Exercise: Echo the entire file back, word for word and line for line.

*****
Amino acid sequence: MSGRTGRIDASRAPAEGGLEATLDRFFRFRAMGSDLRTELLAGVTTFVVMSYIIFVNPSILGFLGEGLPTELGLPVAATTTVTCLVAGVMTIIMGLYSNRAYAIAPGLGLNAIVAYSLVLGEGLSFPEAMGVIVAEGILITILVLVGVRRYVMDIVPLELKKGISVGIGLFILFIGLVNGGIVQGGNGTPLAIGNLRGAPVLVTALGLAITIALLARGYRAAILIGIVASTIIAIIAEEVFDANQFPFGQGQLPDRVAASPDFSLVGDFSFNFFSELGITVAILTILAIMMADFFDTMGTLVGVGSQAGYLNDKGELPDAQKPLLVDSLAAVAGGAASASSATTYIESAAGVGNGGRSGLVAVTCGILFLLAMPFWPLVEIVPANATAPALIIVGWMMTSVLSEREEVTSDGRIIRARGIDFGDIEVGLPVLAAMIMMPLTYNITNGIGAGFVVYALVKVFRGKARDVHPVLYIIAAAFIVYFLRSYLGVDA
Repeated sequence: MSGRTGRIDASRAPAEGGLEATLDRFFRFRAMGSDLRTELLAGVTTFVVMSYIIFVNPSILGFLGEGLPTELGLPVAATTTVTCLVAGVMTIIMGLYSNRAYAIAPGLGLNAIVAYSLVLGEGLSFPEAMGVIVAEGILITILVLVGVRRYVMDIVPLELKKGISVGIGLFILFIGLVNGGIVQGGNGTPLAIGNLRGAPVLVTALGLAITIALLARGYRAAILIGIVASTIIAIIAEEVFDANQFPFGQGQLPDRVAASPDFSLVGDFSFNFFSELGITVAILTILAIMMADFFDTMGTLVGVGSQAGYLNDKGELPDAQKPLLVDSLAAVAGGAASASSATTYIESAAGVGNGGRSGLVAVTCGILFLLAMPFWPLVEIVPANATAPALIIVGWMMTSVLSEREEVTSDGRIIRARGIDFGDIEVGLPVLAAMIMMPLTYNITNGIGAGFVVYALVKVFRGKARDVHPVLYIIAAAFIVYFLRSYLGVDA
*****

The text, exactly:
Amino acid sequence: MSGRTGRIDASRAPAEGGLEATLDRFFRFRAMGSDLRTELLAGVTTFVVMSYIIFVNPSILGFLGEGLPTELGLPVAATTTVTCLVAGVMTIIMGLYSNRAYAIAPGLGLNAIVAYSLVLGEGLSFPEAMGVIVAEGILITILVLVGVRRYVMDIVPLELKKGISVGIGLFILFIGLVNGGIVQGGNGTPLAIGNLRGAPVLVTALGLAITIALLARGYRAAILIGIVASTIIAIIAEEVFDANQFPFGQGQLPDRVAASPDFSLVGDFSFNFFSELGITVAILTILAIMMADFFDTMGTLVGVGSQAGYLNDKGELPDAQKPLLVDSLAAVAGGAASASSATTYIESAAGVGNGGRSGLVAVTCGILFLLAMPFWPLVEIVPANATAPALIIVGWMMTSVLSEREEVTSDGRIIRARGIDFGDIEVGLPVLAAMIMMPLTYNITNGIGAGFVVYALVKVFRGKARDVHPVLYIIAAAFIVYFLRSYLGVDA
Repeated sequence: MSGRTGRIDASRAPAEGGLEATLDRFFRFRAMGSDLRTELLAGVTTFVVMSYIIFVNPSILGFLGEGLPTELGLPVAATTTVTCLVAGVMTIIMGLYSNRAYAIAPGLGLNAIVAYSLVLGEGLSFPEAMGVIVAEGILITILVLVGVRRYVMDIVPLELKKGISVGIGLFILFIGLVNGGIVQGGNGTPLAIGNLRGAPVLVTALGLAITIALLARGYRAAILIGIVASTIIAIIAEEVFDANQFPFGQGQLPDRVAASPDFSLVGDFSFNFFSELGITVAILTILAIMMADFFDTMGTLVGVGSQAGYLNDKGELPDAQKPLLVDSLAAVAGGAASASSATTYIESAAGVGNGGRSGLVAVTCGILFLLAMPFWPLVEIVPANATAPALIIVGWMMTSVLSEREEVTSDGRIIRARGIDFGDIEVGLPVLAAMIMMPLTYNITNGIGAGFVVYALVKVFRGKARDVHPVLYIIAAAFIVYFLRSYLGVDA